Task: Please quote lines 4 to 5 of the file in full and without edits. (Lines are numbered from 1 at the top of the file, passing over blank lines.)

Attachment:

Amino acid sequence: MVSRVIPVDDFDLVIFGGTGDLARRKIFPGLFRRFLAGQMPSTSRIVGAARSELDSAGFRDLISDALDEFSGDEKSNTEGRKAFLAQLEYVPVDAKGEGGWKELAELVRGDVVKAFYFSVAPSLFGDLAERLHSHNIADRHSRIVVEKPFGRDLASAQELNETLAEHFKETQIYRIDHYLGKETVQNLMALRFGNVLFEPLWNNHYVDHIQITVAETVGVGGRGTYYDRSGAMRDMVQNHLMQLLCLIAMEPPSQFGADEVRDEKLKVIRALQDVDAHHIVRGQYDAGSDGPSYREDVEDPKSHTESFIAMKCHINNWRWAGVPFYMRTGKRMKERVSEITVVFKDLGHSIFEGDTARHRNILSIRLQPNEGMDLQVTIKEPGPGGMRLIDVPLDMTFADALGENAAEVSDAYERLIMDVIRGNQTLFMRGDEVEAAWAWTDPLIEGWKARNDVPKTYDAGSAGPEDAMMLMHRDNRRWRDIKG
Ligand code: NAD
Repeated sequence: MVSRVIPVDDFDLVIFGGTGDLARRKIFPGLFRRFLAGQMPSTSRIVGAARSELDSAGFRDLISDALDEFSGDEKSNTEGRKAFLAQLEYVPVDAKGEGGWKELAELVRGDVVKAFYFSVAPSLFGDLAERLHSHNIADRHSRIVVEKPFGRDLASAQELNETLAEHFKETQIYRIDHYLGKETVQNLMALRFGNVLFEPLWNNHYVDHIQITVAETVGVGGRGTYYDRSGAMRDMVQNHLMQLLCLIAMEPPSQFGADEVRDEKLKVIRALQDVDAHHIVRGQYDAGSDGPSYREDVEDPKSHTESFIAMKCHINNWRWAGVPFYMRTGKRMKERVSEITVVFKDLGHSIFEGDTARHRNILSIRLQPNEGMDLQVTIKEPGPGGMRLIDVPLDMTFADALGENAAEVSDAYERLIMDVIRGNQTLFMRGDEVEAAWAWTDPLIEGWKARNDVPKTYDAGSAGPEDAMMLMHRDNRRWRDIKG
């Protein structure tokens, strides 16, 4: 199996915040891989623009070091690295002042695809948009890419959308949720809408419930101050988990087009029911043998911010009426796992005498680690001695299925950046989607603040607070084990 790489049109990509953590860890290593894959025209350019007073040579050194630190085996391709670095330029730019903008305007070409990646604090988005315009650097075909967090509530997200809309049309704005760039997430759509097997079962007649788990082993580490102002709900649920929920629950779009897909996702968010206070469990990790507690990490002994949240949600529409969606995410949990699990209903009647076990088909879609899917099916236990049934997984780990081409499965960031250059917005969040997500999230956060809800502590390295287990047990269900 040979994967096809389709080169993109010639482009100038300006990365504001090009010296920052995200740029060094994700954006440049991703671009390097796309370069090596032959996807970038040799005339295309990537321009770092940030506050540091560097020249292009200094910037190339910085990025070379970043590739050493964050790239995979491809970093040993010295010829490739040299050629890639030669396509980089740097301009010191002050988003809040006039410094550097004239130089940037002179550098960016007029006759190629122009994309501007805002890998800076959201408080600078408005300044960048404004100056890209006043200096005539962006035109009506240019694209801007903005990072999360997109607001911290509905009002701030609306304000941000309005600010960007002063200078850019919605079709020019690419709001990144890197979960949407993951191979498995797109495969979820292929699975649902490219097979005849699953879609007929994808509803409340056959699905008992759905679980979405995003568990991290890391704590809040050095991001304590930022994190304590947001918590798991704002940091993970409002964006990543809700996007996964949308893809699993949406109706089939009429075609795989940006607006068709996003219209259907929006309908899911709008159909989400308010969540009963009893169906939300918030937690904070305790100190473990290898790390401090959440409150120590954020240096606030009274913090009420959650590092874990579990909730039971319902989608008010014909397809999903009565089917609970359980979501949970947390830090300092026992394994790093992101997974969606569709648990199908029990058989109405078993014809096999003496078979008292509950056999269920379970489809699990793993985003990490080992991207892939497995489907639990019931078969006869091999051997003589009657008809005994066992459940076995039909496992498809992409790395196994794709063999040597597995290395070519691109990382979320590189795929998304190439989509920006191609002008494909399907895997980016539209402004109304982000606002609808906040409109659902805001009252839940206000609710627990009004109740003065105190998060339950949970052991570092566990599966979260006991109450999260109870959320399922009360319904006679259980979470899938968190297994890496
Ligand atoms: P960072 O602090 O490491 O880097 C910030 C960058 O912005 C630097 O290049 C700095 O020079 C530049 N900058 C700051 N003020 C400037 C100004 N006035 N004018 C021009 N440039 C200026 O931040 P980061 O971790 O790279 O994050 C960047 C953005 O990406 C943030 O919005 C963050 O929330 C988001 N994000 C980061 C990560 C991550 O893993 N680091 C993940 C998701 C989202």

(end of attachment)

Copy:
């Protein structure tokens, strides 16, 4: 199996915040891989623009070091690295002042695809948009890419959308949720809408419930101050988990087009029911043998911010009426796992005498680690001695299925950046989607603040607070084990 790489049109990509953590860890290593894959025209350019007073040579050194630190085996391709670095330029730019903008305007070409990646604090988005315009650097075909967090509530997200809309049309704005760039997430759509097997079962007649788990082993580490102002709900649920929920629950779009897909996702968010206070469990990790507690990490002994949240949600529409969606995410949990699990209903009647076990088909879609899917099916236990049934997984780990081409499965960031250059917005969040997500999230956060809800502590390295287990047990269900 040979994967096809389709080169993109010639482009100038300006990365504001090009010296920052995200740029060094994700954006440049991703671009390097796309370069090596032959996807970038040799005339295309990537321009770092940030506050540091560097020249292009200094910037190339910085990025070379970043590739050493964050790239995979491809970093040993010295010829490739040299050629890639030669396509980089740097301009010191002050988003809040006039410094550097004239130089940037002179550098960016007029006759190629122009994309501007805002890998800076959201408080600078408005300044960048404004100056890209006043200096005539962006035109009506240019694209801007903005990072999360997109607001911290509905009002701030609306304000941000309005600010960007002063200078850019919605079709020019690419709001990144890197979960949407993951191979498995797109495969979820292929699975649902490219097979005849699953879609007929994808509803409340056959699905008992759905679980979405995003568990991290890391704590809040050095991001304590930022994190304590947001918590798991704002940091993970409002964006990543809700996007996964949308893809699993949406109706089939009429075609795989940006607006068709996003219209259907929006309908899911709008159909989400308010969540009963009893169906939300918030937690904070305790100190473990290898790390401090959440409150120590954020240096606030009274913090009420959650590092874990579990909730039971319902989608008010014909397809999903009565089917609970359980979501949970947390830090300092026992394994790093992101997974969606569709648990199908029990058989109405078993014809096999003496078979008292509950056999269920379970489809699990793993985003990490080992991207892939497995489907639990019931078969006869091999051997003589009657008809005994066992459940076995039909496992498809992409790395196994794709063999040597597995290395070519691109990382979320590189795929998304190439989509920006191609002008494909399907895997980016539209402004109304982000606002609808906040409109659902805001009252839940206000609710627990009004109740003065105190998060339950949970052991570092566990599966979260006991109450999260109870959320399922009360319904006679259980979470899938968190297994890496
Ligand atoms: P960072 O602090 O490491 O880097 C910030 C960058 O912005 C630097 O290049 C700095 O020079 C530049 N900058 C700051 N003020 C400037 C100004 N006035 N004018 C021009 N440039 C200026 O931040 P980061 O971790 O790279 O994050 C960047 C953005 O990406 C943030 O919005 C963050 O929330 C988001 N994000 C980061 C990560 C991550 O893993 N680091 C993940 C998701 C989202």